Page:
Psychology Links

Here’ are some links to articles about psychology that caught my interest in the past several months.

News Philosophy Psychology

Fiber is Bad for Sex

The idea of eating more fiber was invented to give you constipation so you wouldn’t enjoy sex. Just one of Kellogg’s sadistic ideas that also included circumcision for the prevention of masturbation and Prussian-style schools for transforming curious kids into mindless factory drones.

Dietary Fiber Is Bad for Sex – That’s the Only Claim About It That Isn’t a Myth | Mark’s Daily Apple

Does dietary fiber contain anything of nutritional value? No, it doesn’t. Zero vitamins… Zero minerals… Zero protein… Zero fat… Nothing, zilch, not even digestible carbohydrates. Why, then, is it considered a healthy nutrient? As the story goes, you can thank Dr. John Harvey Kellogg for that:

“Dr. Kellogg was obsessed with chastity and constipation. True to principle, he never made love to his wife. To “remedy” the sin of masturbation, he advocated circumcision without anesthetic for boys, and mutilation of the clitoris with carbolic acid for girls. He blamed constipation for “nymphomania” in women, and lust in men, because, according to Kellogg, impacted stools inside one’s rectum were stimulating the prostate gland and the female vagina into sexual proclivity.” [link]

News Philosophy Psychology

Two Guided Meditations from Sam Harris

Click through to grab the MP3s or listen in the page. Tre, Henry and I all tried the 9-minute version, and I was proud of Henry for lasting at least 7 mintues without fidgeting.

The Mirror of Mindfulness : Two Guided Meditations : Sam Harris

I wrote an article on meditation two years ago, and since then many readers have asked for further guidance on how to practice. As I said in my original post, I generally recommend a method called vipassana in which one cultivates a form of attention widely known as “mindfulness.” There is nothing spooky or irrational about mindfulness, and the literature on its psychological benefits is now substantial. Mindfulness is simply a state of clear, nonjudgmental, and nondiscursive attention to the contents of consciousness, whether pleasant or unpleasant. Developing this quality of mind has been shown to reduce pain, anxiety, and depression; improve cognitive function; and even produce changes in gray matter density in regions of the brain related to learning and memory, emotional regulation, and self-awareness. I will cover the relevant philosophy and science in my next book Waking Up: A Guide to Spirituality Without Religion, but in the meantime, I have produced two guided meditations (9 minutes and 26 minutes) for those of you who would like to get started with the practice. Please feel free to share them. – See more at:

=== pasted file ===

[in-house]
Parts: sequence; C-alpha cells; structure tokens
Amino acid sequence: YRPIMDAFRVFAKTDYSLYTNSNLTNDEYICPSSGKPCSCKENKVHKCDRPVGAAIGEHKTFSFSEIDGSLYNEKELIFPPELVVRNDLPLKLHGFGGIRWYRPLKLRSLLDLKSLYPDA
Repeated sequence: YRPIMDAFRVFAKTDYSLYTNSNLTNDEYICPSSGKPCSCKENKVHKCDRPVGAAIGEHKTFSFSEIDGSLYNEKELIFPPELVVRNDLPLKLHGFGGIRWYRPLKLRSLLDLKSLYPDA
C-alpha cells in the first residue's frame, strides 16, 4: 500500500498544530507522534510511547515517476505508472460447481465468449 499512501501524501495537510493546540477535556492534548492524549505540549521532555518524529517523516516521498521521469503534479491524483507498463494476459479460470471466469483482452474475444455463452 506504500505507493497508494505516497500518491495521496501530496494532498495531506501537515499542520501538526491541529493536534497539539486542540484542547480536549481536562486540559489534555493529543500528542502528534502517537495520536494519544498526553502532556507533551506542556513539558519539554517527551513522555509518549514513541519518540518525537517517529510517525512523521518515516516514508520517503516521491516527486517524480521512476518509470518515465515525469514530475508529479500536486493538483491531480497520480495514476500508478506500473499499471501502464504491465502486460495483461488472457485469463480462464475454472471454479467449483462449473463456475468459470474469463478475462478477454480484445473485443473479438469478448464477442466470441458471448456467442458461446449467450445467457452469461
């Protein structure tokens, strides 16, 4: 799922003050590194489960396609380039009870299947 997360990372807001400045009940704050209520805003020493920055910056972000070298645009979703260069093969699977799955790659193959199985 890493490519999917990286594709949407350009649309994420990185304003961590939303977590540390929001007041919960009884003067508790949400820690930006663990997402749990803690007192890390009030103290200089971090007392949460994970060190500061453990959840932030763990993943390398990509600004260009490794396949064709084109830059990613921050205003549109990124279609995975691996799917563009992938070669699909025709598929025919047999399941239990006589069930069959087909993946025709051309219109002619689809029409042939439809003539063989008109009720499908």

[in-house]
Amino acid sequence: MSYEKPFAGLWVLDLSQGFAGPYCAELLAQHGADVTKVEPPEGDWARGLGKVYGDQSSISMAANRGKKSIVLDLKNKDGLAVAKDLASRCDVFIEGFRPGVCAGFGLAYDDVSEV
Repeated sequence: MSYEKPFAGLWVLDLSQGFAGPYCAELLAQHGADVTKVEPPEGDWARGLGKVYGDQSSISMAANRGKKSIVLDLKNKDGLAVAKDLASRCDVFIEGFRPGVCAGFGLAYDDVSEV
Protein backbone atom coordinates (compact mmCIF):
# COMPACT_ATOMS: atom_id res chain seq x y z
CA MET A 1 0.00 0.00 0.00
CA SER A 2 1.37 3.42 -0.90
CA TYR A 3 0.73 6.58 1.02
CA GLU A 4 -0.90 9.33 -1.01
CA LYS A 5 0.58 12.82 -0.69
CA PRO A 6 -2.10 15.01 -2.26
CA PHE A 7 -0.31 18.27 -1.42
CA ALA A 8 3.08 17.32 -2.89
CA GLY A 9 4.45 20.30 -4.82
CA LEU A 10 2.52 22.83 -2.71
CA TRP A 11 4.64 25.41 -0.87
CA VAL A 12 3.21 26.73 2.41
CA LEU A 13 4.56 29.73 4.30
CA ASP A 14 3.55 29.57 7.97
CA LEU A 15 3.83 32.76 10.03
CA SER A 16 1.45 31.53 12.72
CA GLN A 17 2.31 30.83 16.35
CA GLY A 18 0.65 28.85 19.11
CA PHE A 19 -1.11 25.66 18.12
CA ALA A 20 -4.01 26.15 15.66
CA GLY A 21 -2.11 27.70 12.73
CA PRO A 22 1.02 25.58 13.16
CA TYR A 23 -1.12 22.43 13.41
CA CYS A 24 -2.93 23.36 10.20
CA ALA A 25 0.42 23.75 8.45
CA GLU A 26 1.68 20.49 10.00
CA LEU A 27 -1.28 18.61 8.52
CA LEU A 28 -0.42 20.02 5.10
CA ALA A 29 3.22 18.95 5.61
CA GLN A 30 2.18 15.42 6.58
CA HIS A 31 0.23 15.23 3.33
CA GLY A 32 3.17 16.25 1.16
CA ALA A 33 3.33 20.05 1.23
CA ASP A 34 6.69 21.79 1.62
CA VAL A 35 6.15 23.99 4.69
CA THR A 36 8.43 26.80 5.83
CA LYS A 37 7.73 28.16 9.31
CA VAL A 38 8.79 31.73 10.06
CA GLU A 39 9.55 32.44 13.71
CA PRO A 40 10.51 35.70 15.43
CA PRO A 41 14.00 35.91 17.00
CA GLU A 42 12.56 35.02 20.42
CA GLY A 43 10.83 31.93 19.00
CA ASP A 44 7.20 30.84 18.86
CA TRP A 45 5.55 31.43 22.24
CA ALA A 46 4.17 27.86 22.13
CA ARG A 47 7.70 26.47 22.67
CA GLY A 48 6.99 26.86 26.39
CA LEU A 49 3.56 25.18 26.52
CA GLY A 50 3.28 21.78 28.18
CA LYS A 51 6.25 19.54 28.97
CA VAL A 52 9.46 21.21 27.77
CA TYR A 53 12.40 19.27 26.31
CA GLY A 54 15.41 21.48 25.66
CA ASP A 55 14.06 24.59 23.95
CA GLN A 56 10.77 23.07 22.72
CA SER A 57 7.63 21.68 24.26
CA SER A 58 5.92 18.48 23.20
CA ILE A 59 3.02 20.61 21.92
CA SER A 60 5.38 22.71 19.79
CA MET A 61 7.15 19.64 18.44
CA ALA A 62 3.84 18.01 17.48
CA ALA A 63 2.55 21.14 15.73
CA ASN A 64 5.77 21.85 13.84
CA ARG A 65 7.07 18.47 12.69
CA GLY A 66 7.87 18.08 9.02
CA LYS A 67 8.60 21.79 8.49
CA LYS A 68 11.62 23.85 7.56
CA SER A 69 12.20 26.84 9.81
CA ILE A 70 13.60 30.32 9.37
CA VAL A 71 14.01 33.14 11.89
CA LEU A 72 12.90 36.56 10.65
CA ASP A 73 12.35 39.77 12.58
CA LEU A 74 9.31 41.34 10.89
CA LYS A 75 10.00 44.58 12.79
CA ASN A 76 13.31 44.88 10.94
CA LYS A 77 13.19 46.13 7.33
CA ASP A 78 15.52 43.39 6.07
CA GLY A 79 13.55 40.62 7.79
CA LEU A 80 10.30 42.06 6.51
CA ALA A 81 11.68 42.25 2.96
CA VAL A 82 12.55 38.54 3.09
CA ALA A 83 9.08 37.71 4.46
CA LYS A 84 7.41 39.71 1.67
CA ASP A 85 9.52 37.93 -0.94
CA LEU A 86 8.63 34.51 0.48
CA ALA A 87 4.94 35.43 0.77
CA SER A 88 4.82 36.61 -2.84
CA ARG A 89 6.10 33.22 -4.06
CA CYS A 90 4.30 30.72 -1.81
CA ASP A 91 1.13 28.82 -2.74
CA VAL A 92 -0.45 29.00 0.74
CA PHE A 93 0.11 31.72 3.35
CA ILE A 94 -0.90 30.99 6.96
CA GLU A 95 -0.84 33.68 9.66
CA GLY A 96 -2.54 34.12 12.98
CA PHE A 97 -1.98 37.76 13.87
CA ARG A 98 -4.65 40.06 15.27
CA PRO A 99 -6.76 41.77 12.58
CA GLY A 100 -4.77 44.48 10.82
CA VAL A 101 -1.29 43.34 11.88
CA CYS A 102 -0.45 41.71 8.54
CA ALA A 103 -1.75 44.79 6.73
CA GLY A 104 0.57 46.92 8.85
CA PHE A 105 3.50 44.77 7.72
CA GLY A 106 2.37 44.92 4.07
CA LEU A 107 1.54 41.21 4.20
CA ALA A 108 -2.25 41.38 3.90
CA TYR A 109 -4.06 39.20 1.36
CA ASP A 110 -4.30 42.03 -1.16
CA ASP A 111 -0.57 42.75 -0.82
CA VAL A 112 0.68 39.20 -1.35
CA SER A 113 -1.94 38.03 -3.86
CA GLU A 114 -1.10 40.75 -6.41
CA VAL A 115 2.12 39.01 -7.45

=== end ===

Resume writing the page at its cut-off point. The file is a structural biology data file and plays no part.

News Philosophy Psychology Science

The Bicameral Mind Theory

I recently read Jaynes’ The Origin of Consciousness in the Breakdown of the Bicameral Mind and really enjoyed it. You need nothing more to recommend it than the following quote from Richard Dawkins.

“It is one of those books that is either complete rubbish or a work of consummate genius, nothing in between! Probably the former, but I’m hedging my bets.”

Wikipedia offers a fine description of bicameralism, Jaynes’ theory of a human consciousness split into two parts. He argues in the book that ancient man may have experienced the world in what we would consider an unconscious state. Instead of an integrated consciousness we take for granted, he suggests until perhaps 2000 BCE, people’s left and right hemispheres communicated indirectly through auditory hallucinations similar to those of schizophrenics.

It’s fascinating how this theory is nearly forty years old, not widely accepted but still hanging in there.

Julian Jaynes Society | Exploring Consciousness and the Bicameral Mind Theory Since 1997

Why are gods and idols ubiquitous throughout the ancient world? What is the relationship of consciousness and language? How is it that oracles came to influence entire civilizations such as Greece? If consciousness arose far back in human evolution, how can it so easily be altered in hypnosis and “possession”? Is schizophrenia a vestige of an earlier mentality? These are just some of the difficult questions addressed by Julian Jaynes’s influential and controversial theory of the origin of subjective consciousness or the “modern mind.”

News Psychology

Online psychotherapy may be better than in-person consultations

We already know it’s better if our therapists keep session notes in a Web app. It looks like there’s good evidence that talking to them on Google Hangouts is a good idea, too.

UZH Mediadesk – Psychotherapy via internet as good as if not better than face-to-face consultations

Online psychotherapy is just as efficient as conventional therapy. Three months after the end of the therapy, patients given online treatment even displayed fewer symptoms. For the first time, clinical researchers from the University of Zurich provide scientific evidence of the equal value of internet-based psychotherapy.